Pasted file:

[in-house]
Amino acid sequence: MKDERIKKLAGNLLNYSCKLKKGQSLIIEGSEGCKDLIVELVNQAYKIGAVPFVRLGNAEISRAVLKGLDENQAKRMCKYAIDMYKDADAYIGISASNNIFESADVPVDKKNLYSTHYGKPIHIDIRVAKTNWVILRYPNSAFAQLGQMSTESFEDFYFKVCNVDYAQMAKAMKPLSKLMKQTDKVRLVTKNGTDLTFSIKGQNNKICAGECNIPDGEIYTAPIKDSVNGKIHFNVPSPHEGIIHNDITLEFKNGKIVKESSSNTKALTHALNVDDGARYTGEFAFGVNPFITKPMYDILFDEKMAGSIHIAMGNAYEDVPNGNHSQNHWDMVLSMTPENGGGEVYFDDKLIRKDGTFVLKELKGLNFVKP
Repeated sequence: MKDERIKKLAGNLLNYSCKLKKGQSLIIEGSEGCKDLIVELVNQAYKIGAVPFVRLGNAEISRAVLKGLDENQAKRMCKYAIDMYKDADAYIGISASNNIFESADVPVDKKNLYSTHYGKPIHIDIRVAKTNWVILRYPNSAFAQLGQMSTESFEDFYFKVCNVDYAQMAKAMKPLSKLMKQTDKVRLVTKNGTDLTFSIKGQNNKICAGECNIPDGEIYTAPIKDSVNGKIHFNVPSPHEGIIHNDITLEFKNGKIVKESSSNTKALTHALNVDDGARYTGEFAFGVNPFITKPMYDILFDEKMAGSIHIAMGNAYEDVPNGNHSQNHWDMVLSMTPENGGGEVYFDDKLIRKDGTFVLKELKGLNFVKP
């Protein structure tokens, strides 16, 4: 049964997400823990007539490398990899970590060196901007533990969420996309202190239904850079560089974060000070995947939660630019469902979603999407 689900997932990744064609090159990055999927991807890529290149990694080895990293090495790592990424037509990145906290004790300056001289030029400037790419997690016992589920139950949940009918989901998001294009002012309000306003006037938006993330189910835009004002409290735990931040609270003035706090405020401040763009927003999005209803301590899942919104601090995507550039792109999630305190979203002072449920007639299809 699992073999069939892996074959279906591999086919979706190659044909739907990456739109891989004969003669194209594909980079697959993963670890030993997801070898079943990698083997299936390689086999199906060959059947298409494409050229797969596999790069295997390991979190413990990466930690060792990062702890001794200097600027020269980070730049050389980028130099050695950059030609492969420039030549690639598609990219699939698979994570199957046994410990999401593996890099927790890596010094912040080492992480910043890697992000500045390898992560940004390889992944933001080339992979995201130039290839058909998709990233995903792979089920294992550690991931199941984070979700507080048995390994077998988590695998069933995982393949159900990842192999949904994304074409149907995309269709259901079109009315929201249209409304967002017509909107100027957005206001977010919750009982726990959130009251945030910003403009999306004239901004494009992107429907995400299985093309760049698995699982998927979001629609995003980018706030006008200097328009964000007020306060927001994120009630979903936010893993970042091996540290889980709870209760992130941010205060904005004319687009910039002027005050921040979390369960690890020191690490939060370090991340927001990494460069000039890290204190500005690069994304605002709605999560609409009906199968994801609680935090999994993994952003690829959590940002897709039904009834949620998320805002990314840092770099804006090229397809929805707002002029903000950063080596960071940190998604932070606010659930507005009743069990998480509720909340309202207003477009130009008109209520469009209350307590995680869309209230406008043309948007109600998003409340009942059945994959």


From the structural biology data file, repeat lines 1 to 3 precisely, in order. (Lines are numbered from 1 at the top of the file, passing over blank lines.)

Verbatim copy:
[in-house]
Amino acid sequence: MKDERIKKLAGNLLNYSCKLKKGQSLIIEGSEGCKDLIVELVNQAYKIGAVPFVRLGNAEISRAVLKGLDENQAKRMCKYAIDMYKDADAYIGISASNNIFESADVPVDKKNLYSTHYGKPIHIDIRVAKTNWVILRYPNSAFAQLGQMSTESFEDFYFKVCNVDYAQMAKAMKPLSKLMKQTDKVRLVTKNGTDLTFSIKGQNNKICAGECNIPDGEIYTAPIKDSVNGKIHFNVPSPHEGIIHNDITLEFKNGKIVKESSSNTKALTHALNVDDGARYTGEFAFGVNPFITKPMYDILFDEKMAGSIHIAMGNAYEDVPNGNHSQNHWDMVLSMTPENGGGEVYFDDKLIRKDGTFVLKELKGLNFVKP
Repeated sequence: MKDERIKKLAGNLLNYSCKLKKGQSLIIEGSEGCKDLIVELVNQAYKIGAVPFVRLGNAEISRAVLKGLDENQAKRMCKYAIDMYKDADAYIGISASNNIFESADVPVDKKNLYSTHYGKPIHIDIRVAKTNWVILRYPNSAFAQLGQMSTESFEDFYFKVCNVDYAQMAKAMKPLSKLMKQTDKVRLVTKNGTDLTFSIKGQNNKICAGECNIPDGEIYTAPIKDSVNGKIHFNVPSPHEGIIHNDITLEFKNGKIVKESSSNTKALTHALNVDDGARYTGEFAFGVNPFITKPMYDILFDEKMAGSIHIAMGNAYEDVPNGNHSQNHWDMVLSMTPENGGGEVYFDDKLIRKDGTFVLKELKGLNFVKP